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Diabetics are prone to many types of difficulties. The feet are a particular source of potential problems related to the complications of the disease process. Over time, increased blood sugar levels cause numerous problems to the blood vessels. Sugar-based substances line the walls of the small blood vessels and cause them to thicken and leak. Fatty deposits clog the arteries (atherosclerosis), reducing circulation and causing hardening of the arteries as well.

It is this poor circulation to the legs that can cause many potential and severe problems. When the circulation to the legs is decreased, the foot is at greater risk for injury and infection.

Diabetic neuropathy, damage to the nerves, is a second threat. When the nerves of the feet become damaged and the ability to feel pain, heat and cold, are diminished. This increases the chance of injury secondary to loss of feeling. Foot injuries may occur and go unnoticed until the foot becomes infected or skin break down has occurred.

It is important for diabetics to inspect their feet daily. Ordinary problems can lead to serious complications. About one of every five hospitalizations for diabetics involves foot problems. Any changes in the foot should be relayed to your health care provider immediately. This should include changes in color or temperature, any loss of feeling or sensation, tingling, burning or pain should be noted. If injuries are sustained, they should be watched closely for signs of infection or slow healing.

Sometimes the skin of the feet becomes very dry and can crack and peel. Usually when this happens the nerves that control sweating have been damaged or no longer work. When the skin peels and cracks it leaves the foot open for increased chance of infection. Diabetics should dry their feet very well after bathing, being sure to dry between the toes really well. Moisture can be added by using a thin coat of salve, i.e., plain petroleum jelly or substances such as unscented oils or lotions. Never put lotions or creams between the toes, extra moisture in dark, moist places can lead to infections.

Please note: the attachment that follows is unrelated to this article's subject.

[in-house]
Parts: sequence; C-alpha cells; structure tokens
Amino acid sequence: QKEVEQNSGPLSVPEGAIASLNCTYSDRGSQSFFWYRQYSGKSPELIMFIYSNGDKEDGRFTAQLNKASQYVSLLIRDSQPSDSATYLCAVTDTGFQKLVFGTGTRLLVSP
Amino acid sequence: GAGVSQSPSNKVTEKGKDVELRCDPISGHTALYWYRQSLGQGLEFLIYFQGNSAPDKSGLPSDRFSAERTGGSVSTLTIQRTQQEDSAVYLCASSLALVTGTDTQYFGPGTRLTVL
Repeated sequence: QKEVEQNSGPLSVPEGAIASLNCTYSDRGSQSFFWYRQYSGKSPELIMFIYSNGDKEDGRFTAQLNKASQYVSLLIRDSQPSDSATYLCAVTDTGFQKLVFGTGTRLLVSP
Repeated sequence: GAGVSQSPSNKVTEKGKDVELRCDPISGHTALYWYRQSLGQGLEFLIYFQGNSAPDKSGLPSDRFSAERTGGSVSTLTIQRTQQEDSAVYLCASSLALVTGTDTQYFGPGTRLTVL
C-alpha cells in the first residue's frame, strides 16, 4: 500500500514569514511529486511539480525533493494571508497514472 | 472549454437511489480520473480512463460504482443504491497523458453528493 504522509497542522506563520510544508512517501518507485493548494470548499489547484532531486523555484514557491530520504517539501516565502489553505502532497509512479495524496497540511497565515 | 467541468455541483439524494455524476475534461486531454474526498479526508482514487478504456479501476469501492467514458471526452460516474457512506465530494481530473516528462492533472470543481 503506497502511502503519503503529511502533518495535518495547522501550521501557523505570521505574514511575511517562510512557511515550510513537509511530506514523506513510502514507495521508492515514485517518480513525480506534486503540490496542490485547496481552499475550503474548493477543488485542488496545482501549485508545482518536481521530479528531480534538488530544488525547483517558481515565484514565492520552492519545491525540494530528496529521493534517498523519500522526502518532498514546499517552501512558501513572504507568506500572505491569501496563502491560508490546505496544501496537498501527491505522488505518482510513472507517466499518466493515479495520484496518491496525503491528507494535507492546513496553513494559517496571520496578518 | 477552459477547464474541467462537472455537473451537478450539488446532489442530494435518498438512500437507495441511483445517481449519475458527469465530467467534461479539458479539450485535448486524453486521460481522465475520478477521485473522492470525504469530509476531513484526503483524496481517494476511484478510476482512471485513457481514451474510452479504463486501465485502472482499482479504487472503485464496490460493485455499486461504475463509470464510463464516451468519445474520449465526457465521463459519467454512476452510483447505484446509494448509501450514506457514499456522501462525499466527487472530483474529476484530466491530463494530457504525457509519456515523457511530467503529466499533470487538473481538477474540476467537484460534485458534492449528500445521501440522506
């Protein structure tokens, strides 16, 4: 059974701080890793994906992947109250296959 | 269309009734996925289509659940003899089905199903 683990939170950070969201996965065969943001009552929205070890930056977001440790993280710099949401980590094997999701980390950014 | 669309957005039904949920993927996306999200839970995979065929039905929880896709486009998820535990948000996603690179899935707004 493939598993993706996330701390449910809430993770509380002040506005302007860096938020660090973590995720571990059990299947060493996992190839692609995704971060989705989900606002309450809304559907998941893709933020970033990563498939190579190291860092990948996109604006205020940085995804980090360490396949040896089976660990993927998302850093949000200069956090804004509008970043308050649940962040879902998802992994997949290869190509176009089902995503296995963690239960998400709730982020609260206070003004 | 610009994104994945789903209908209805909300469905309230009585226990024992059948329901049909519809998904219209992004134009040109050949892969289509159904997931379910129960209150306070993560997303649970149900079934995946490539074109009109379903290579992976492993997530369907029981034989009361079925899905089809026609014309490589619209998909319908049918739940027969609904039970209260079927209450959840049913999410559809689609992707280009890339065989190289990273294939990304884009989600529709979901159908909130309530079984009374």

Calluses should be treated immediately. Diabetics tend to develop calluses faster and more often than others. If left untrimmed and treated, callouses will harden and thicken, they may even turn into open ulcers in time. Using a pumice stone daily will help keep calluses under control, afterwards using a little lotion of the area is recommended. Check with your doctor if you have a callus.

Foot ulcers are very dangerous for the diabetic. Any skin break down or open area should be checked by your health care provider. The most common areas for ulcers to begin are the bottom of the big toe or the ball of the foot. At times ulcerations will occur on the sides of the feet, which is usually associated with ill fitting foot wear. It is very important for diabetics to check or have someone check their feet daily. A reddened area can quickly break down, a small ulceration may go undetected because of loss of feeling in the feet. Infections that occur in any foot ulceration can lead to the loss of a limb.

The treatment of a foot ulcer is determined by your health care provider. The main thing to remember is to stay off your feet. Ulcers will become larger and you can force infection deeper into the foot by walking on it. A person may be required to wear a special cast, have a culture done so that an antibiotic can be prescribed, or x-rays may be needed.

Here are some tips for caring for your feet for those who are diabetic.

• Avoid cutting off circulation to the feet. Don't wear garters or constricting hose.

• Keep your blood sugar under control.

• Inspect your feet daily. Look for cuts, scrapes, calluses, swelling, blisters or open areas and red areas. If you can't get help to check your feet, use a mirror.

• Wash your feet daily, dry well between the toes. Do not use lotion or oils between the toes.

• Avoid using heating pads, hot water bottles or electric blankets. You can burn your feet or other areas without knowing it. If your feet are cold, wear extra socks.

• Always test water temperature with your hand before putting your feet into it.

• Consult your physician before using any treatments of chemicals on warts, calluses, etc. Many over the counter products are too harsh for diabetics.

• Consider talking to your health care provider about special foot wear if you have reddened areas or decreased sensation. Always check inside your shoes before wearing them, making sure there are no sharp objects, nails, pebbles or that the shoe lining is not rough or torn.

• Don't walk barefoot.

• Don't smoke.

• Choose socks without seams or lumps in them. Don't wear mended socks, pull your socks on gently and make sure they are not too tight. Padded athletic socks are good, and they protect the feet while walking.

• See your health care provider if any signs of problems occur. You should have your feet checked by your physician at least once a year.